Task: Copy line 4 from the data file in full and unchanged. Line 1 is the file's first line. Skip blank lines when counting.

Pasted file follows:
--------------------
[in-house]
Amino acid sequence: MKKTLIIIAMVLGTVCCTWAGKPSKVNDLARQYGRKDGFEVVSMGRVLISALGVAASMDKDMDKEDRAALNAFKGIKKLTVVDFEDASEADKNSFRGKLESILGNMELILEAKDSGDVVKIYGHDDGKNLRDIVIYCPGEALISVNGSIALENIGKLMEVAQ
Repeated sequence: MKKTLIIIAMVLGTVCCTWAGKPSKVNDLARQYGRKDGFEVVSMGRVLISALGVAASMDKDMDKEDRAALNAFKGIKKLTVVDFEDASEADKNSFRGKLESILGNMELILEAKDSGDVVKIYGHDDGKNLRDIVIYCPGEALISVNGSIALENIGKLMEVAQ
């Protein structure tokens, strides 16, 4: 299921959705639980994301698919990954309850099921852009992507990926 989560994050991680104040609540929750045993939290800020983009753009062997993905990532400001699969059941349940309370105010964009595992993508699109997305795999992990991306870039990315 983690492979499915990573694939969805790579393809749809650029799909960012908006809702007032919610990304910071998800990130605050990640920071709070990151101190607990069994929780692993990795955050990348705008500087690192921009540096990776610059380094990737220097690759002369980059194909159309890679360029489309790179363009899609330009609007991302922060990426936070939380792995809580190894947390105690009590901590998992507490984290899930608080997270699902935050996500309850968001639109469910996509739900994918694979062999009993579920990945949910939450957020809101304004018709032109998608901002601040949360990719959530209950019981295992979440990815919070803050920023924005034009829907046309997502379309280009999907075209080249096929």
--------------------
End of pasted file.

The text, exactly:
């Protein structure tokens, strides 16, 4: 299921959705639980994301698919990954309850099921852009992507990926 989560994050991680104040609540929750045993939290800020983009753009062997993905990532400001699969059941349940309370105010964009595992993508699109997305795999992990991306870039990315 983690492979499915990573694939969805790579393809749809650029799909960012908006809702007032919610990304910071998800990130605050990640920071709070990151101190607990069994929780692993990795955050990348705008500087690192921009540096990776610059380094990737220097690759002369980059194909159309890679360029489309790179363009899609330009609007991302922060990426936070939380792995809580190894947390105690009590901590998992507490984290899930608080997270699902935050996500309850968001639109469910996509739900994918694979062999009993579920990945949910939450957020809101304004018709032109998608901002601040949360990719959530209950019981295992979440990815919070803050920023924005034009829907046309997502379309280009999907075209080249096929």